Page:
When I was at pushchair age, my parents took me sailing in their wooden dinghy, but after a slightly risky episode they realised the danger and we didn't sail together again until very much later. But the damage was done, I had tasted the salt water.

In 1970 my father heard that the great Dock Strike had stranded a number of big liners in Southampton, so we piled into the car and drove down to the docks, where enterprising local fishermen were running sightseeing cruises. Both the original Queen Mary and Queen Elisabeth liners were there, and they were incredibly impressive.

In 1973 my father bought a wooden Norwegian fishing boat and we worked on her together to convert her into a little cruiser, in which we explored the estuaries of the Essex coast. We had no VHF radio, no chart-plotter, no GPS, no electronic anything except a depth sounder that worked with a rotating flashing light. You had to learn a lot before you ever dared cast off. Now, it is too easy to buy a boat, fill it with electronics and drive off as if it is a car. Here she is, being launched in a small dock at Maldon. You can just see me, aged 15, in flares and (yuk) two-tone shirt. I can see Dad was worrying she might not float...

Many years later, after university, a job and first house were taken care of I bought my own small boat, and I have been messing about in boats ever since. In 2006 I self-published my book "Angling Boats", which thanks to Amazon has been very popular. I have owned my boat "Salar" since 1993, and we are often spotted fishing together off the Isle of Wight.


Planes Big and Small

Planes were always a fascination, I was in the Airfix Generation after all. From the age of six or seven I would build plastic models of aircraft involving lots of glue and paint going where it shouldn't, but I was happy for hours. My bedroom was festooned with planes dangling from fishing lines. Any casualties of the duster were finished off in the paddock with a banger up the fuselage, or out of season, a dose of paraffin and a match.

Another treat would be a trip to Southend Airport to see a freighter take off. This happened approximately twice an hour. An alternative was Stanstead, but that could involve a wait of over an hour between planes. As an aside, Idi Amin used Stanstead at the time to fly out his personal supplies, including cases of whisky - there was a weekly "whisky run" flight that was well known locally.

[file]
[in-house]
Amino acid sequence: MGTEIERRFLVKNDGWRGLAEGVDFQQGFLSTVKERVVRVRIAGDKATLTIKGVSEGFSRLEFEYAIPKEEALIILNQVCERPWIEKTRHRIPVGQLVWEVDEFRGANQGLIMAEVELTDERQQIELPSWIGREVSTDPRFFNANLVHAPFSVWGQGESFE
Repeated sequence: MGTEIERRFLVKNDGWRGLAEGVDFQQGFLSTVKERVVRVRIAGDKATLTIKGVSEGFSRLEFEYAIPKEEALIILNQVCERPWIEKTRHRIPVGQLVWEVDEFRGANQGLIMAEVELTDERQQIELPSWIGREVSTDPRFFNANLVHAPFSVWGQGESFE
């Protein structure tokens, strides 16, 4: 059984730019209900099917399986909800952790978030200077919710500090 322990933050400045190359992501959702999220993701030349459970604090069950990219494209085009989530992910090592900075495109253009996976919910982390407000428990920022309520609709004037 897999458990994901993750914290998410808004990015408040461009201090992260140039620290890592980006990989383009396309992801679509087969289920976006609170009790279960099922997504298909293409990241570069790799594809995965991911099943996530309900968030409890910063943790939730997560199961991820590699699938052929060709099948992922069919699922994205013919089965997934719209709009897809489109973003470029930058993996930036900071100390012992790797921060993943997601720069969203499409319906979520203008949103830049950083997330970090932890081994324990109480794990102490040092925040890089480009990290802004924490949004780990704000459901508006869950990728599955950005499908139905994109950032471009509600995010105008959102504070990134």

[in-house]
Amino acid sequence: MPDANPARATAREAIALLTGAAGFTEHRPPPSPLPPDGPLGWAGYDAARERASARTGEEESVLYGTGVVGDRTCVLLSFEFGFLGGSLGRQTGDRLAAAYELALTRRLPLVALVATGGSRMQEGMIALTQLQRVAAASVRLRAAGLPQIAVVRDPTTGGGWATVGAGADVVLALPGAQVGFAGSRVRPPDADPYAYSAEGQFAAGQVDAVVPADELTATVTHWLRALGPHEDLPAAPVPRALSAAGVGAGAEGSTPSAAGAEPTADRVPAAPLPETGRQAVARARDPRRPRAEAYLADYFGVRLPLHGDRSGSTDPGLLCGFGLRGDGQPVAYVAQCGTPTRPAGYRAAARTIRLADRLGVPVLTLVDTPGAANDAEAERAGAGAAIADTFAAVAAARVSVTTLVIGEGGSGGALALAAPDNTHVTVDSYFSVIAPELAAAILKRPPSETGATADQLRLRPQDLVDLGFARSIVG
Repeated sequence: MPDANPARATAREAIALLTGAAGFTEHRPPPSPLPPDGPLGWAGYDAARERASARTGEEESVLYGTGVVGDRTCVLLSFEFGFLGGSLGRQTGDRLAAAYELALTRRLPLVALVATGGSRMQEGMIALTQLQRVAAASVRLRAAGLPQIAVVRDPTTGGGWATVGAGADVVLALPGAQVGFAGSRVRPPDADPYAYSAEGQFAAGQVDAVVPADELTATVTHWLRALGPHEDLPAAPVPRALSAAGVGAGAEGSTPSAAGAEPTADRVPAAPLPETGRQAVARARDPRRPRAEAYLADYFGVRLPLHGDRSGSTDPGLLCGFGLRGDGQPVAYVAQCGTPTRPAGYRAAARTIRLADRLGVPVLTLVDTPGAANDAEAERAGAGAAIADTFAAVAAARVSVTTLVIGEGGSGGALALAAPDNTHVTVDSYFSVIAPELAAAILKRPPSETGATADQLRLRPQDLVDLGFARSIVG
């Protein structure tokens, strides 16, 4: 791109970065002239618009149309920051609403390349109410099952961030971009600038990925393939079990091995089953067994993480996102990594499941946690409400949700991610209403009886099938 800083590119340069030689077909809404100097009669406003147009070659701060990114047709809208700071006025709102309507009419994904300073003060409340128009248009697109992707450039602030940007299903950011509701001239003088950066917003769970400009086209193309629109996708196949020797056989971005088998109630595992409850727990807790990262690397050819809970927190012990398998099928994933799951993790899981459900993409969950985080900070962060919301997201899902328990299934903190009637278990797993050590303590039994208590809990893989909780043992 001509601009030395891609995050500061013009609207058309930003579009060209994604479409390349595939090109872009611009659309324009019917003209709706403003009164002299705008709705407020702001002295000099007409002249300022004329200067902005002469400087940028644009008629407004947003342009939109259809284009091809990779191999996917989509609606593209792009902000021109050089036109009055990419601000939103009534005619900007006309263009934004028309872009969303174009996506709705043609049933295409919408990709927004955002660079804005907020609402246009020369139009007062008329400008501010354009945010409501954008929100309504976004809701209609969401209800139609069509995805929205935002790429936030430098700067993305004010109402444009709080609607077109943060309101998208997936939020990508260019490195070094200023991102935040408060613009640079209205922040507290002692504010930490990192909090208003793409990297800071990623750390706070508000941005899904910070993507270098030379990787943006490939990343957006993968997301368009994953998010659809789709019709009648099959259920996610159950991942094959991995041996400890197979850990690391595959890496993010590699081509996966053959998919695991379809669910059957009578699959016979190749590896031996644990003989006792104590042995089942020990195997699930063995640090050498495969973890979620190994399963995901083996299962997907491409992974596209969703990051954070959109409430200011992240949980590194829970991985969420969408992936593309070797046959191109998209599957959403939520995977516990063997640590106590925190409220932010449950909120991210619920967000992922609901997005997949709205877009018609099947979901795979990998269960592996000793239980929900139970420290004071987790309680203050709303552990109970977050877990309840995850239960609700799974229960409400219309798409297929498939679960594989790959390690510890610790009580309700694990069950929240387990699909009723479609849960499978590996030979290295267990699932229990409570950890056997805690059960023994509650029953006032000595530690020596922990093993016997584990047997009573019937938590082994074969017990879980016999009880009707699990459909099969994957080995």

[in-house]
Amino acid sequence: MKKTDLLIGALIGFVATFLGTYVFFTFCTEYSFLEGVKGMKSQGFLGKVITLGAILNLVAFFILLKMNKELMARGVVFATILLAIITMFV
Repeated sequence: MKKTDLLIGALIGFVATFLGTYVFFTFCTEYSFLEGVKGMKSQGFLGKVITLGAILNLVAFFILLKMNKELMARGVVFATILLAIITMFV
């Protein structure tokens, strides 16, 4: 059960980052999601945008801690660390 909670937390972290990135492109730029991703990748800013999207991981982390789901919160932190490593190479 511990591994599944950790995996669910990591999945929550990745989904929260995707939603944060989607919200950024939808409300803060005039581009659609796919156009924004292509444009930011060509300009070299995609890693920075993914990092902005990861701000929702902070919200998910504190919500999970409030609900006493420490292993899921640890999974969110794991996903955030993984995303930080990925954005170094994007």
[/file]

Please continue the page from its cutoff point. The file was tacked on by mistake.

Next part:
Southend was fun because there was always a gaggle of anoraks on the open observation deck, listening to air traffic control on their radio sets. You could wander up to the low fence and hang over it to see the planes more closely. The one in the picture is a Bristol Freighter, run by British Air Ferries. These had noses that opened and cars could drive in - probably only a couple at a time. I think the families would sit in a cabin at the back. The planes would hop over to France - a lot quicker than the ferry, which at the time was a very time consuming affair. Goodness knows what the cost was in real terms - it must have been horrendous.


Winter 1962-3 and Keeping Warm

This is included in the Met Office's list of "severe winters", and most of us were under snow from Boxing Day to early March. I had just turned 5 and as far as I was concerned it was great fun. My mother dressed me up warmly and put my legs in plastic bags held in place by elastic bands (which you can just see!). It was not so much fun for my parents. Our water supply pipe ran close to the surface and froze solid, so we had no water for weeks. My parents had to carry water from a newer house next door in buckets. I remember being bathed in two washing-up bowls, my feet in one and my bum in another. We had no central heating that really matched the description, just a couple of rusty radiators fed from a coal-fired boiler. The rest of the house was heated with open fires or electric heaters when you needed them. We would run upstairs and put an electric fire on in our bedrooms and a hot water bottle in the bed half an hour before we turned in, so it wouldn't be too unbearable. In those days everyone watched the pennies and lights were turned off if you didn't need them. That meant upstairs was dark, and worse, the light switch was upstairs. I used to run upstairs with my eyes shut in case I saw something scary up there. One night I came back down with two huge black eyes - I had run smack into a wall.